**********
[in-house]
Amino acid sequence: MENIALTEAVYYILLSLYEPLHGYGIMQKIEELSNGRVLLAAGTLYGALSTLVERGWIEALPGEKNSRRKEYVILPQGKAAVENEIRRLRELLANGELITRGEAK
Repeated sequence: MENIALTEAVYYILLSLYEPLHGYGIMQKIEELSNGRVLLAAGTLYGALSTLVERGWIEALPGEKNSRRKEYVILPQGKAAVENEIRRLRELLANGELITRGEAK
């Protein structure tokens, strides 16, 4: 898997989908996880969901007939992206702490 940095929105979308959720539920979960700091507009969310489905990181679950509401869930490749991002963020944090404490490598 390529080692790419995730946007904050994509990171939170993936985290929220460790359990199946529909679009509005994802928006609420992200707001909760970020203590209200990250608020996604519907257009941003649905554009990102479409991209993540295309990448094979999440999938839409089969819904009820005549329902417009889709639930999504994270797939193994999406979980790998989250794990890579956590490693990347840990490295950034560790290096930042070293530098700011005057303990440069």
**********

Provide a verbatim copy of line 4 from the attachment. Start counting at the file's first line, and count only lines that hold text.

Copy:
């Protein structure tokens, strides 16, 4: 898997989908996880969901007939992206702490 940095929105979308959720539920979960700091507009969310489905990181679950509401869930490749991002963020944090404490490598 390529080692790419995730946007904050994509990171939170993936985290929220460790359990199946529909679009509005994802928006609420992200707001909760970020203590209200990250608020996604519907257009941003649905554009990102479409991209993540295309990448094979999440999938839409089969819904009820005549329902417009889709639930999504994270797939193994999406979980790998989250794990890579956590490693990347840990490295950034560790290096930042070293530098700011005057303990440069």